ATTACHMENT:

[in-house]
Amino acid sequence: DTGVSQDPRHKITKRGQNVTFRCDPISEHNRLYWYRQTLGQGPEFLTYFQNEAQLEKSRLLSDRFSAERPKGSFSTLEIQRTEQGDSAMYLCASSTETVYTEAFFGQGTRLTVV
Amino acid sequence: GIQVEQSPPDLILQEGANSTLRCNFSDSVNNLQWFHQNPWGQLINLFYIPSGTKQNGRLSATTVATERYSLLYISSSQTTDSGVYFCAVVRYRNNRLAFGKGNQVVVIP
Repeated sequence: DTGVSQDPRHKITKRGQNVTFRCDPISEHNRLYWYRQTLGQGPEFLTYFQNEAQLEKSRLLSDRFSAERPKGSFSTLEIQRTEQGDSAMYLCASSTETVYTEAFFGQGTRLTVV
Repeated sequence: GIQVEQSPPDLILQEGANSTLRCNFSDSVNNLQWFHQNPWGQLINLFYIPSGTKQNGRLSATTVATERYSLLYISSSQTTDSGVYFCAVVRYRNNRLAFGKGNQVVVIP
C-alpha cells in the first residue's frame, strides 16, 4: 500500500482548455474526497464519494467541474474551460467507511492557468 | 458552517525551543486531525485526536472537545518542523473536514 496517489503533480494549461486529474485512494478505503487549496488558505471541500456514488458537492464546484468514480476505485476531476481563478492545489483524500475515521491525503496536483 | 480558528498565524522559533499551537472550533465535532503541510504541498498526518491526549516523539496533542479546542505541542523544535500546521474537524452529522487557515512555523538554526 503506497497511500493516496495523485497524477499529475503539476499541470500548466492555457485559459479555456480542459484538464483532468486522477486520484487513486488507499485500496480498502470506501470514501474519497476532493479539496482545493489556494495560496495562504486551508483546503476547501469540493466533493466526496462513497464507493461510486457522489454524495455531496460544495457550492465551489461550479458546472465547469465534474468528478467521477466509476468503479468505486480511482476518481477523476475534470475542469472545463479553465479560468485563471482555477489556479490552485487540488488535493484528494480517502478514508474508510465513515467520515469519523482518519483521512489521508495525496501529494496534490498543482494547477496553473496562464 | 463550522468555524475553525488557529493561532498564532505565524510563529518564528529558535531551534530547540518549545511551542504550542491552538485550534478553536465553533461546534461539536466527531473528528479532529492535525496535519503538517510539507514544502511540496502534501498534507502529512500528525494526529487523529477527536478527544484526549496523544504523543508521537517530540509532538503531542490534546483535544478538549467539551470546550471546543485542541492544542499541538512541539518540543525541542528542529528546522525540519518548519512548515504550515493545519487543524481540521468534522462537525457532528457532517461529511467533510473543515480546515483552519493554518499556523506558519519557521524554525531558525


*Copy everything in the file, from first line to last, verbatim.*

[in-house]
Amino acid sequence: DTGVSQDPRHKITKRGQNVTFRCDPISEHNRLYWYRQTLGQGPEFLTYFQNEAQLEKSRLLSDRFSAERPKGSFSTLEIQRTEQGDSAMYLCASSTETVYTEAFFGQGTRLTVV
Amino acid sequence: GIQVEQSPPDLILQEGANSTLRCNFSDSVNNLQWFHQNPWGQLINLFYIPSGTKQNGRLSATTVATERYSLLYISSSQTTDSGVYFCAVVRYRNNRLAFGKGNQVVVIP
Repeated sequence: DTGVSQDPRHKITKRGQNVTFRCDPISEHNRLYWYRQTLGQGPEFLTYFQNEAQLEKSRLLSDRFSAERPKGSFSTLEIQRTEQGDSAMYLCASSTETVYTEAFFGQGTRLTVV
Repeated sequence: GIQVEQSPPDLILQEGANSTLRCNFSDSVNNLQWFHQNPWGQLINLFYIPSGTKQNGRLSATTVATERYSLLYISSSQTTDSGVYFCAVVRYRNNRLAFGKGNQVVVIP
C-alpha cells in the first residue's frame, strides 16, 4: 500500500482548455474526497464519494467541474474551460467507511492557468 | 458552517525551543486531525485526536472537545518542523473536514 496517489503533480494549461486529474485512494478505503487549496488558505471541500456514488458537492464546484468514480476505485476531476481563478492545489483524500475515521491525503496536483 | 480558528498565524522559533499551537472550533465535532503541510504541498498526518491526549516523539496533542479546542505541542523544535500546521474537524452529522487557515512555523538554526 503506497497511500493516496495523485497524477499529475503539476499541470500548466492555457485559459479555456480542459484538464483532468486522477486520484487513486488507499485500496480498502470506501470514501474519497476532493479539496482545493489556494495560496495562504486551508483546503476547501469540493466533493466526496462513497464507493461510486457522489454524495455531496460544495457550492465551489461550479458546472465547469465534474468528478467521477466509476468503479468505486480511482476518481477523476475534470475542469472545463479553465479560468485563471482555477489556479490552485487540488488535493484528494480517502478514508474508510465513515467520515469519523482518519483521512489521508495525496501529494496534490498543482494547477496553473496562464 | 463550522468555524475553525488557529493561532498564532505565524510563529518564528529558535531551534530547540518549545511551542504550542491552538485550534478553536465553533461546534461539536466527531473528528479532529492535525496535519503538517510539507514544502511540496502534501498534507502529512500528525494526529487523529477527536478527544484526549496523544504523543508521537517530540509532538503531542490534546483535544478538549467539551470546550471546543485542541492544542499541538512541539518540543525541542528542529528546522525540519518548519512548515504550515493545519487543524481540521468534522462537525457532528457532517461529511467533510473543515480546515483552519493554518499556523506558519519557521524554525531558525